Likely, all of the Power Five schools will put in two bye weeks in their schedules that have overlap with the other schools in their conference in their plans in case a game can not be played during its scheduled time, that they could move the game to one of the bye weeks when a team has an outbreak of COVID-19.
What would my plan for the remainder of FCS and G5 in terms of scheduling?
I think using the Power Five example is the best to limit the exposure of the virus within its own conference for the regular season. But I would like to see a plus-one where a G5 or FCS school could play another near-by G5 or FCS school or even possibly a P5 squad. Examples, FCS Weber State or Idaho State to play Utah State or BYU, Idaho to play Boise State, UC Davis to play San Diego State, Sam Houston State, Incarnate Word, or Lamar or to play Houston or Rice or Texas State.
The conference schedule would be nine or ten games with a plus one or two for a non-conference games, very similar to what the ACC and Big 12 announced but would open it up to bordering states to the conference to limit travel.
So that scheduling does not sound too wacky so what is my wacky idea?
With over half of the FCS teams no longer in play for any kind of fall season, my idea for the 2020 season is to combine the remainder of the FCS and G5 that are playing and have a combined Division I playoff.
There would be five G5 conferences and seven FCS conferences that as of now plan to play a 2020 fall schedule. I would suggest that this group combine with each of the 12 conference champions. Give each of those conference champions an automatic bid to a 24-team playoff (just like the FCS has done before). And then give 12 at-large bids to the next best teams using a similar playoff committee’s determination, very much like how the FCS playoffs work today.
I would seed the top 16 teams and the bottom eight would be home teams in the in first round and the Top eight would be given byes and home field advantage in the second round.
Last year would have looked like with this kind of scenario:
FCS (of those conferences still committed to play in 2020):
Big Sky: Weber State (88)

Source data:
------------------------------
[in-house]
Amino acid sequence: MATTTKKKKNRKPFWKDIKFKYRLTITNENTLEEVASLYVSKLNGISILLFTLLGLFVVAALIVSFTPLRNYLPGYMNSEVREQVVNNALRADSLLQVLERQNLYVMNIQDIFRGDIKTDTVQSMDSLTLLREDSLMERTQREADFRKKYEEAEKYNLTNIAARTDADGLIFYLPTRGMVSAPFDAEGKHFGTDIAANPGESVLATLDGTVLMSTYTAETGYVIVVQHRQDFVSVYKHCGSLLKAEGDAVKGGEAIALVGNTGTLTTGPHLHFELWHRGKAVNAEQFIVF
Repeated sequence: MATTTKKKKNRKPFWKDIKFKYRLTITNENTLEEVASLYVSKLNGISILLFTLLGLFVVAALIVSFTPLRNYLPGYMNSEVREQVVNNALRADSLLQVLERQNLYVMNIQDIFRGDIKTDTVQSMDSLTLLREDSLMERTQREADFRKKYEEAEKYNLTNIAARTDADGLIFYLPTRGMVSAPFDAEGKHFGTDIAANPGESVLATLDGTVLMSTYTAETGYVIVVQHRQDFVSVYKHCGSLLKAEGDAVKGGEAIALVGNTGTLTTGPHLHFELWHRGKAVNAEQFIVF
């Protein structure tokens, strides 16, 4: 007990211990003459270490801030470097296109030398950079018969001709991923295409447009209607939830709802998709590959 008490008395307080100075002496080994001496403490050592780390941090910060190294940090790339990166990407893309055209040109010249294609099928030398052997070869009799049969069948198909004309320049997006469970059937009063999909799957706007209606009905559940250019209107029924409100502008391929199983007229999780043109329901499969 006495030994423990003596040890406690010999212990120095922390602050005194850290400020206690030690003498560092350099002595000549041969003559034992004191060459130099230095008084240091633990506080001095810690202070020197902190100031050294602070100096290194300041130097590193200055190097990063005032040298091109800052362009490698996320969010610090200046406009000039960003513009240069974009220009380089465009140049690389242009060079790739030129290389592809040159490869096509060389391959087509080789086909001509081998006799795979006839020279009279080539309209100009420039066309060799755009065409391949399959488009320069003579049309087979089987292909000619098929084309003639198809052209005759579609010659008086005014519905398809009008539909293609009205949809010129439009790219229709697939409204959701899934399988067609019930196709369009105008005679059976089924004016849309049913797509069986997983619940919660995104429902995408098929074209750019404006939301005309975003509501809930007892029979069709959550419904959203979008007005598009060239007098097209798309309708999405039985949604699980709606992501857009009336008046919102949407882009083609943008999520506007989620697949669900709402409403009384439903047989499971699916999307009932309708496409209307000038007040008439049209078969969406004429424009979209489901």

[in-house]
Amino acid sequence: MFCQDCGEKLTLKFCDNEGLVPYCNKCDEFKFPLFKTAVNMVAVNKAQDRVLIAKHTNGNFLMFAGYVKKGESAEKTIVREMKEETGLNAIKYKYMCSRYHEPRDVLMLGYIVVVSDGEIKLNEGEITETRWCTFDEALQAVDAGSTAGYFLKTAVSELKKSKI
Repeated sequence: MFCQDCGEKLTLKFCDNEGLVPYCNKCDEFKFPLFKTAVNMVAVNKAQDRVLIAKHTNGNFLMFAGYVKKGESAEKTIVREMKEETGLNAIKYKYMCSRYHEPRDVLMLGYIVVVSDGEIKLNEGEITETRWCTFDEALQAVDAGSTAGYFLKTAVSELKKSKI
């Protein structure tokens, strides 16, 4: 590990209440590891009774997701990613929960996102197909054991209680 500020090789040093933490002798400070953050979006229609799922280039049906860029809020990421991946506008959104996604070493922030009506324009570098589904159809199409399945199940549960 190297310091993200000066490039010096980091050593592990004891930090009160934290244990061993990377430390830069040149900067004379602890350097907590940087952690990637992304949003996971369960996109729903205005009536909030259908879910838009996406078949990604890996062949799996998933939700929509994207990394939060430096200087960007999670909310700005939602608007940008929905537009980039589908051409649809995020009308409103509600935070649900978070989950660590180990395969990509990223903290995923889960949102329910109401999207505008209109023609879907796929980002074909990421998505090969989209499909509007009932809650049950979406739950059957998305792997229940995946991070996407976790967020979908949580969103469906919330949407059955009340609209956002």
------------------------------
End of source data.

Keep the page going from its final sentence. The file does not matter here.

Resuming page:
Big South: (was Monmouth but choose not to play this year, 2nd place was Kennesaw State so using them) (136)
Missouri Valley: North Dakota State (31)
Ohio Valley: Austin Peay (121)
Pioneer: San Diego (161)
Southern: Wofford (132)
Southland: Nicholls (138)
Now using the Sagarin rankings to find the next 12 best teams to fill out the field of the non-conference winners but still using the FCS requirement of at least six-Division I wins (this would eliminate Houston that finished with just 4-wins but would have finished in the Top 24 rankings as UH was #72).
Also, note FCS James Madison would have been in this tournament also with a ranking of #50 but excluded them since their conference of the CAA will not have a conference schedule this year).
#29: Air Force
#51: San Diego State
#74 Western Kentucky
The first round would be paired regionally with the bottom eight teams. With COVID-19, the NCAA would provide testing every other day and if there are positive cases, that player would not be allowed to move forward with this team that week but could rejoin later after a 10-day quarantine period and two negative tests.
Again, using last year’s final Sagarin rankings as an example, the following would have been the Top 8 seeds:
4. Appalachian State
5. Air Force
7. North Dakota State
8. Boise State
The next eight teams would be seeded in my scenario but would be placed against the best regional opponent but not against a conference-mate, just as the FCS playoffs normally does.
9. Florida Atlantic:
12. San Diego State
The eight schools at the bottom of these rankings were as follows:
17. Western Kentucky
18. Weber State
19. Miami (OH)
20. Austin Peay
22. Kennesaw State
24. San Diego
The First Round Matchups based on based geographic locations would be the following in my estimation where there would still be three flights using the FCS criteria of 400 miles and under for travel by bus and over by flights:
Kennesaw State @ #9 Florida Atlantic
Nicholls @ #10 Louisiana
Austin Peay @ #11 SMU
San Diego @ #12 San Diego State
Wofford @ #13 Tulane
Miami (OH) @ #14 Wyoming
Weber State @ #15 BYU
Western Kentucky @ #16 Hawai’i
The full bracket would look like this:
Where and when would the playoffs be played?